Charles Shaw wine is produced in California, but not in the highly sought Napa Valley or Sonoma. Vineyards in the San Joaquin Valley save Bronco big bucks on real estate costs. The wine is fermented with oak chips, instead of pricier wine barrels. The cork is a cheap form of engineered cork — sort of the IKEA furniture of wine corks. The packaging and bottles themselves are made of cheaper, lightweight materials, which are also less expensive to ship. And of course, the demand itself keeps Bronco producing the wine in enormous quantities. The mass production techniques they utilize keep overhead low and decrease labor costs.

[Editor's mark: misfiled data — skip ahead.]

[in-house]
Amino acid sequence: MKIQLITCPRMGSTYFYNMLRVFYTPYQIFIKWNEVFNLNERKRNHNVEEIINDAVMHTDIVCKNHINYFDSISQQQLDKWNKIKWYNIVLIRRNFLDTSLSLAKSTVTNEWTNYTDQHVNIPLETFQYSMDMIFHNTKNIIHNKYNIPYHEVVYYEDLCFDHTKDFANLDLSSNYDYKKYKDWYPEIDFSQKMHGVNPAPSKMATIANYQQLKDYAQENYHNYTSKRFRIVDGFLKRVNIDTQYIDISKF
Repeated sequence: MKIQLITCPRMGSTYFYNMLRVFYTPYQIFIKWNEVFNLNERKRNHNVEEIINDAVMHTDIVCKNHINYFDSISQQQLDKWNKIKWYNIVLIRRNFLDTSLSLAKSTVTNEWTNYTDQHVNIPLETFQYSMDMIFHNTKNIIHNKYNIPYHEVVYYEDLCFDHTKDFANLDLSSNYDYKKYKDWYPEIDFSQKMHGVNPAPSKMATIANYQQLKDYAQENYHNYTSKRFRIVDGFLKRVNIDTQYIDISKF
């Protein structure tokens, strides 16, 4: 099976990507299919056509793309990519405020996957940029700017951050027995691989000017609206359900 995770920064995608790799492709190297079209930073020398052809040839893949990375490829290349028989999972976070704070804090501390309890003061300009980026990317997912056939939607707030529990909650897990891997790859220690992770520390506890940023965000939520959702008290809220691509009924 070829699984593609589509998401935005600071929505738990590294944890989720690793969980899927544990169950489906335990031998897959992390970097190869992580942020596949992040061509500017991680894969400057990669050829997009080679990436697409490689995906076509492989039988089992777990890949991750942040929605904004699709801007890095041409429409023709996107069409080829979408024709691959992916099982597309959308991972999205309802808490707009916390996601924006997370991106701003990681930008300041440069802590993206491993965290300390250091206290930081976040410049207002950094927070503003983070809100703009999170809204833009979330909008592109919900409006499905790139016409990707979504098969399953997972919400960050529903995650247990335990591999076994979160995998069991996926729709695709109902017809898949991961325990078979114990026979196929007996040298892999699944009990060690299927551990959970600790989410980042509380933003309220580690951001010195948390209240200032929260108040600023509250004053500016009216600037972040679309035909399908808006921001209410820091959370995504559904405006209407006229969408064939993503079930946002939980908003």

It has won some awards

I drank my fair share of Charles Shaw wines when I was living in Brooklyn. I was fond of throwing dinner parties, and always wanted to have plenty of wine on hand for those evenings that lasted into the wee hours. Two Buck Chuck was that wine that came out at the end of the night. It was perfectly drinkable, but not something I was going to present at the start of a soiree.

So I was pretty shocked to learn that some of the Charles Shaw varietals have actually won awards over the years. Back in 2005, the chardonnay won Best Chardonnay from California at the California State Fair Commercial Wine Competition. The cabernet sauvignon, merlot, and white zinfandel have all scored medals at the Orange County Fair wine competition, with only wine makers and professionals as judges. I'll leave it up to you to decide if a wine award really means anything, but at least you have some ammunition in case you ever get teased about bringing Two Buck Chuck to a party.